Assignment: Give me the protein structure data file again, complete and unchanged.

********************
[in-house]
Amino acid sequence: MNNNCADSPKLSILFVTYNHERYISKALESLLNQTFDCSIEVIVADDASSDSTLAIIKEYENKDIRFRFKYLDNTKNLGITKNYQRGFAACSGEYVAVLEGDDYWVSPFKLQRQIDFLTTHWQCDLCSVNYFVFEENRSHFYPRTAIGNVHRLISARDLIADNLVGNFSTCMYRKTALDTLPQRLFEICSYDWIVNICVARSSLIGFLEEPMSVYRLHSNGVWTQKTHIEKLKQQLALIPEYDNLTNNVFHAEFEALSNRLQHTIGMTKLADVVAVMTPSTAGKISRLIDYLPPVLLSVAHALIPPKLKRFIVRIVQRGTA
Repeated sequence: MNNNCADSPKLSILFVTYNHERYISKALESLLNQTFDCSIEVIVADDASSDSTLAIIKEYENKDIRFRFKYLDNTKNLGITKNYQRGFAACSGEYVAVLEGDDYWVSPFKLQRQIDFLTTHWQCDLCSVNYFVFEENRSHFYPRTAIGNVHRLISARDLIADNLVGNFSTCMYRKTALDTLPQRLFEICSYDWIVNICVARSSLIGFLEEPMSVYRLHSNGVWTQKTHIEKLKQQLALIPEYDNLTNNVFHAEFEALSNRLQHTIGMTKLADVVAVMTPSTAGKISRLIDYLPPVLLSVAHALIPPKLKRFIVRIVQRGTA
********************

[in-house]
Amino acid sequence: MNNNCADSPKLSILFVTYNHERYISKALESLLNQTFDCSIEVIVADDASSDSTLAIIKEYENKDIRFRFKYLDNTKNLGITKNYQRGFAACSGEYVAVLEGDDYWVSPFKLQRQIDFLTTHWQCDLCSVNYFVFEENRSHFYPRTAIGNVHRLISARDLIADNLVGNFSTCMYRKTALDTLPQRLFEICSYDWIVNICVARSSLIGFLEEPMSVYRLHSNGVWTQKTHIEKLKQQLALIPEYDNLTNNVFHAEFEALSNRLQHTIGMTKLADVVAVMTPSTAGKISRLIDYLPPVLLSVAHALIPPKLKRFIVRIVQRGTA
Repeated sequence: MNNNCADSPKLSILFVTYNHERYISKALESLLNQTFDCSIEVIVADDASSDSTLAIIKEYENKDIRFRFKYLDNTKNLGITKNYQRGFAACSGEYVAVLEGDDYWVSPFKLQRQIDFLTTHWQCDLCSVNYFVFEENRSHFYPRTAIGNVHRLISARDLIADNLVGNFSTCMYRKTALDTLPQRLFEICSYDWIVNICVARSSLIGFLEEPMSVYRLHSNGVWTQKTHIEKLKQQLALIPEYDNLTNNVFHAEFEALSNRLQHTIGMTKLADVVAVMTPSTAGKISRLIDYLPPVLLSVAHALIPPKLKRFIVRIVQRGTA